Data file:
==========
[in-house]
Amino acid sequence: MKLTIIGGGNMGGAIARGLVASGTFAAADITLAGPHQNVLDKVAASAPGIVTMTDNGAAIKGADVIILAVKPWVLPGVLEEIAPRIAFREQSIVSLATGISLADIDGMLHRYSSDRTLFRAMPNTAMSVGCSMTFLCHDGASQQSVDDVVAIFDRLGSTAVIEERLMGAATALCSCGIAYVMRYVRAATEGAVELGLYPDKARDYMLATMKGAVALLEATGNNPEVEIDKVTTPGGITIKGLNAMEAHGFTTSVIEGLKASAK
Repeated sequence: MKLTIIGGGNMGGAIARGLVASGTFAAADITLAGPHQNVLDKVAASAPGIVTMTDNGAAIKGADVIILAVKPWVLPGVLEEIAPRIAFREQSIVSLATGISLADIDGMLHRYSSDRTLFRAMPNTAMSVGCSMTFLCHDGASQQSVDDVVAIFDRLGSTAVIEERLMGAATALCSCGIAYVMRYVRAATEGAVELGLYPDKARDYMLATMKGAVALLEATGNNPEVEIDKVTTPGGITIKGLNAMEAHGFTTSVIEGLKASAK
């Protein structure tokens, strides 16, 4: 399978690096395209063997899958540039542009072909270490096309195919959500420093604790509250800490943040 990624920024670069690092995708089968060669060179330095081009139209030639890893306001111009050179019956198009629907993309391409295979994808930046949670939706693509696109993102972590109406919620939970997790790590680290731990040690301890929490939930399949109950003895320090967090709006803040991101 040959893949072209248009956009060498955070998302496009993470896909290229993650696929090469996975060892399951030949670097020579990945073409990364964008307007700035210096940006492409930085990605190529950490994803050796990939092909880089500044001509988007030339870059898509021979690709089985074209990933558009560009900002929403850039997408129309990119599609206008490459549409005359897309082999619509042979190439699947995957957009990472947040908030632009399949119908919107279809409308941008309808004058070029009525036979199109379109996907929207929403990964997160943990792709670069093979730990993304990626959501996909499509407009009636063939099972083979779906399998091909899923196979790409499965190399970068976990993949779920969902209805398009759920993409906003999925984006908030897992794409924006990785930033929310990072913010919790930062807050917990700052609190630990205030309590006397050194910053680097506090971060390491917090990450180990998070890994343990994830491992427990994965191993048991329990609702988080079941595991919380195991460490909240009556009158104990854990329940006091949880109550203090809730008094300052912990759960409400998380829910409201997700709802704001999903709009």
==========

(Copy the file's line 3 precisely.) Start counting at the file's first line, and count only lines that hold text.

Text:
Repeated sequence: MKLTIIGGGNMGGAIARGLVASGTFAAADITLAGPHQNVLDKVAASAPGIVTMTDNGAAIKGADVIILAVKPWVLPGVLEEIAPRIAFREQSIVSLATGISLADIDGMLHRYSSDRTLFRAMPNTAMSVGCSMTFLCHDGASQQSVDDVVAIFDRLGSTAVIEERLMGAATALCSCGIAYVMRYVRAATEGAVELGLYPDKARDYMLATMKGAVALLEATGNNPEVEIDKVTTPGGITIKGLNAMEAHGFTTSVIEGLKASAK